Prof. Guy Bar-Oz (right) excavates a trash mound at the Byzantine-era Negev city of Elusa. (Guy Bar-Oz, University of Haifa)

Just what turned the apparently booming viticulture industry into a bust is still not known. Contrary to the assumptions of past scholars, the Negev Byzantine Bio-Archaeology Research Program has already proved that the settlements were in decline a century prior to the Muslim conquest.

In previous correspondence with Negev project head Bar-Oz about the Halutza site, what he said agreed with Fuks. “As populations were declining in the imperial centers and as the purchasing power of those centers decline so did the economic vitality of outlying supply regions on the margins of the empire.

“We’re now seeing that a thriving Byzantine settlement within the Negev desert began its trajectory of societal decline as much as a century earlier than the military events of the Islamic takeover of the region from Byzantine rule in the mid-7th century. This climate change-and-economy scenario may seem more complicated and less sexy to some than the later military conflict between Christians and Muslims, but now it also better grounded in actual on-the-ground archaeological data.”

A graphical summary of the rise and fall of viticulture in the Negev Highlands during Late Antiquity (Daniel Fuks/Bar-Ilan University)

The somewhat tenuous-sounding linkage of outside forces — Ice Age/plague/economic depression/social turmoil — is a bit hard for this reporter to wrap her head around. Fuks laughed and said that his former teacher, Bar-Ilan University Prof. Ze’ev Safrai, always said that when the researchers offer too many explanations, the answer is that none of them are right. But Fuks insists that’s not the case here.

“We are pretty explicit about it in the article — we don’t know what the precise mechanism is [that triggered the settlements’ downfall],” he said, and we don’t know how to disentangle the plague, the social pressures and climate change. “The very fact that I’m open to these three possibilities shows I’m not trying to favor one over the other or put my finger on a single ultimate cause for the decline. But I am quite sure that these different factors had economic repercussions that affected Negev farmers.”

Follow the money

Fuks believes that the one of the main forces causing the decline of the three studied Negev sites is the increasing lack of demand for imported wine in a world beset by plague — conservative estimates figure some 20 percent of population centers were killed off — and resultant economic depression even while allegedly still being heavily taxed by emperor Justinian.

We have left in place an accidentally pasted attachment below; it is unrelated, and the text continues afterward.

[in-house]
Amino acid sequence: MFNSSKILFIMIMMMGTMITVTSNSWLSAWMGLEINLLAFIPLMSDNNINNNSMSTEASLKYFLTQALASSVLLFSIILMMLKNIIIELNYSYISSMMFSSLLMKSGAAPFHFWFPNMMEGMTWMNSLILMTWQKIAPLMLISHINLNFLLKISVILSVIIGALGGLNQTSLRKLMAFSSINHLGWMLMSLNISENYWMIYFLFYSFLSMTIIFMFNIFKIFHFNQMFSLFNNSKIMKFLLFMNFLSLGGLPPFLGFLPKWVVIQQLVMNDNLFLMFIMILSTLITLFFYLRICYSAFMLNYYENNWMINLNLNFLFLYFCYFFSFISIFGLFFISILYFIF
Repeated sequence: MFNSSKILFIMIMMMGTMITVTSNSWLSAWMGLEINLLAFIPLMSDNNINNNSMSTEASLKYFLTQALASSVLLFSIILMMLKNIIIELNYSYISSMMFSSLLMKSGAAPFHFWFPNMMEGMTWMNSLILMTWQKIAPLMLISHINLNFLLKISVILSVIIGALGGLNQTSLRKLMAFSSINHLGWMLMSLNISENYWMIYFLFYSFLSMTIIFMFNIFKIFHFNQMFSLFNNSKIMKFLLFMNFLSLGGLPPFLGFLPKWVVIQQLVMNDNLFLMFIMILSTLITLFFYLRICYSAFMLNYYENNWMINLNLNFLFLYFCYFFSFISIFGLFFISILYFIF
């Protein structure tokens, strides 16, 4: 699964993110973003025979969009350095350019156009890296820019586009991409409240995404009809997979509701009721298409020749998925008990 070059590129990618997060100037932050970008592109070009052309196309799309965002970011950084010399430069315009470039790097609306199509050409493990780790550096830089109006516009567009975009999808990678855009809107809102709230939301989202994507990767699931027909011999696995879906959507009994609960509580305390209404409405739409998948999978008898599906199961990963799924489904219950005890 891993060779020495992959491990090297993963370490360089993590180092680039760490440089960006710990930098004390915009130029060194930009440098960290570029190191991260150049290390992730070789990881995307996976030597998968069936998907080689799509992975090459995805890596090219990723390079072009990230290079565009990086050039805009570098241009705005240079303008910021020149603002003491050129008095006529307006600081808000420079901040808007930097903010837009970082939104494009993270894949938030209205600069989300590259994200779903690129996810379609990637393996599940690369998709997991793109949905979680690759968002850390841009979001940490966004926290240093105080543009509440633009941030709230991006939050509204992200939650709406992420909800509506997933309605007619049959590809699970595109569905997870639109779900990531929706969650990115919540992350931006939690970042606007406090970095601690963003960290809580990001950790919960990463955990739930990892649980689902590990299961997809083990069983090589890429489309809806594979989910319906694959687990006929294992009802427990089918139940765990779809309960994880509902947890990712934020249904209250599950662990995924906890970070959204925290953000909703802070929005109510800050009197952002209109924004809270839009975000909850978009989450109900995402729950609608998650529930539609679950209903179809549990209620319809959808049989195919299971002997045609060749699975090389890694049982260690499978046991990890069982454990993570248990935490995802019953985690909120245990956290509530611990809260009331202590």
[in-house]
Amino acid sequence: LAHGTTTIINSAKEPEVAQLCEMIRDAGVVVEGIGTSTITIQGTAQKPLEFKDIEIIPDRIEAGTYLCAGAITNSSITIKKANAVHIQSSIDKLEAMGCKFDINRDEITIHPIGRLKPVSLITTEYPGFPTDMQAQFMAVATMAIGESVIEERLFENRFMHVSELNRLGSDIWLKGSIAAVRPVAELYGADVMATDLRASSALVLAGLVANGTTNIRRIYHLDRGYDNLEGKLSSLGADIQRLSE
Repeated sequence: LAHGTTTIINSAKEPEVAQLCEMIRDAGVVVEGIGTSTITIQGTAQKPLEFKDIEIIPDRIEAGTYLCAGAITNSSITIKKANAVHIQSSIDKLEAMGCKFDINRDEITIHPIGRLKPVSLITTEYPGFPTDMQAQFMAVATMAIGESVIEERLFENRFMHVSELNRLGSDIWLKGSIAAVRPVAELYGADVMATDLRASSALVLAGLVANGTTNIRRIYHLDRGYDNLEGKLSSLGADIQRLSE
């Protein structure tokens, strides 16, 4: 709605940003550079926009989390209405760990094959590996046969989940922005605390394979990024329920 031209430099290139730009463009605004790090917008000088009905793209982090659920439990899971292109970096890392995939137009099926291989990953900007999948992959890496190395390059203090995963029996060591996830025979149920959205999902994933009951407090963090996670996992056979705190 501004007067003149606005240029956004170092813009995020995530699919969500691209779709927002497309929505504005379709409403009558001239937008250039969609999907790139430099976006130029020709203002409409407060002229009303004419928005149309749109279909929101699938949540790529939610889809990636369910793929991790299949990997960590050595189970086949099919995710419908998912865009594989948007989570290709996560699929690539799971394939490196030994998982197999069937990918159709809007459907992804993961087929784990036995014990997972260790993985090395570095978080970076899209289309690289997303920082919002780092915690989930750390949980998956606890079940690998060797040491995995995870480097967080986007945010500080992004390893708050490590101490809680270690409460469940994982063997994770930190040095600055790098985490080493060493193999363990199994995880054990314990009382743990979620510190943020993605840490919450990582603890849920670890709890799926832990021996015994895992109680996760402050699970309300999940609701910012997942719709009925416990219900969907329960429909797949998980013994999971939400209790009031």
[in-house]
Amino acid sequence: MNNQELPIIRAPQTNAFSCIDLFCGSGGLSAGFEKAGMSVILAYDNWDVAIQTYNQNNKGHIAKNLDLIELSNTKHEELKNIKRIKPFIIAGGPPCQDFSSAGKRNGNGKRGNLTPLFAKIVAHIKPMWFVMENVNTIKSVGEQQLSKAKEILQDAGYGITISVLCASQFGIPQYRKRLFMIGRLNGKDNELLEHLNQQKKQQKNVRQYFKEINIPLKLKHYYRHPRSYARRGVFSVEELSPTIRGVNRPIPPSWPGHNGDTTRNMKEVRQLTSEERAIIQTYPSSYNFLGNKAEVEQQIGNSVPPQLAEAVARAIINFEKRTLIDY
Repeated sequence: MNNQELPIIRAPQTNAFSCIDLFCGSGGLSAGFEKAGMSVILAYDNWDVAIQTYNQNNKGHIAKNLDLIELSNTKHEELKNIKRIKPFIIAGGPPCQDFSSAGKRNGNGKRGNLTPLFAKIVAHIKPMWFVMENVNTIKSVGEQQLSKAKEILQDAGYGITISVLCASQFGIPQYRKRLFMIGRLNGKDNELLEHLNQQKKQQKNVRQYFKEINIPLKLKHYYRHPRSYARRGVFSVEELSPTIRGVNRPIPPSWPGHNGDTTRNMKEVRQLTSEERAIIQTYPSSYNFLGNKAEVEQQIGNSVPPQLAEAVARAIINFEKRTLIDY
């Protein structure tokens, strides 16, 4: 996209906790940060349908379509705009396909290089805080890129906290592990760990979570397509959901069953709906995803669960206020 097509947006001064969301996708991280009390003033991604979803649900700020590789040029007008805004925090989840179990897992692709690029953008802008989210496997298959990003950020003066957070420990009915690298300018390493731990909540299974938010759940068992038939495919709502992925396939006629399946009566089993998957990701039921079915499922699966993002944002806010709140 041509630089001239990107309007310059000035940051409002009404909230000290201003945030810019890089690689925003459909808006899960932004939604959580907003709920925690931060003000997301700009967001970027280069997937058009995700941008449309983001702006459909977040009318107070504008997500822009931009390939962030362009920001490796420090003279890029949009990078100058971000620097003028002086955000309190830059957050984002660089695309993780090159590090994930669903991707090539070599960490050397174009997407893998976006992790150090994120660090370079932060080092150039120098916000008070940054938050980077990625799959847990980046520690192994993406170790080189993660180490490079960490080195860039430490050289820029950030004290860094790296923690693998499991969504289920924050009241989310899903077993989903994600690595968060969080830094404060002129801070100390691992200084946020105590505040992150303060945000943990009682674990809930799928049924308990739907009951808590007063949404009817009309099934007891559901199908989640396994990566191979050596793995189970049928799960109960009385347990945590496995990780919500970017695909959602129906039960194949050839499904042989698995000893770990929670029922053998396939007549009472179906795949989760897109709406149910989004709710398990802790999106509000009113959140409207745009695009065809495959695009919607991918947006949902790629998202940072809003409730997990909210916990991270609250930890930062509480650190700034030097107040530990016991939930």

Trash mounds inside Shivta (Yotam Tepper/Israel Antiquities Authority)

“My explanation is there’s a contracting market,” said Fuks.

The Negev settlements had reoriented to an export-based industry and became more and more reliant on markets, he said. When the demand dried up, even if it was a 20% shift in demand with a resultant decline in price, these farther-flung locations would have been the first to be affected. Even if trade continued in Gaza, the Negev settlements are farther away from the port and would require a higher price for their products to make the journey worth the traders’ while.

Likewise, the authors write in the article, “If the plague reached the Negev, it could also have harmed the local production capacity and supply of agricultural products in general by inducing a shortage of agricultural laborers.” (There are indications but no firm, unequivocal evidence that the plague did reach the Negev.)

The central part of the town of Shivta with its southern church in the center. (Guy Bar-Oz/University of Haifa)

The study, Fuks said, speaks to today and warns against the inherent vulnerabilities of complex societies and modern market economies. “Ultimately, the increasingly market-oriented Byzantine Negev economy and society was hard-hit by events of the mid-6th century. That these included climate change, plague and socio-political conflict offers and uncanny historical precedent worth reflecting on.”

Real life is complex, he said, pointing to today’s slippery COVID-19 crisis. “Even today, we’re not always able to unravel the causes of things.”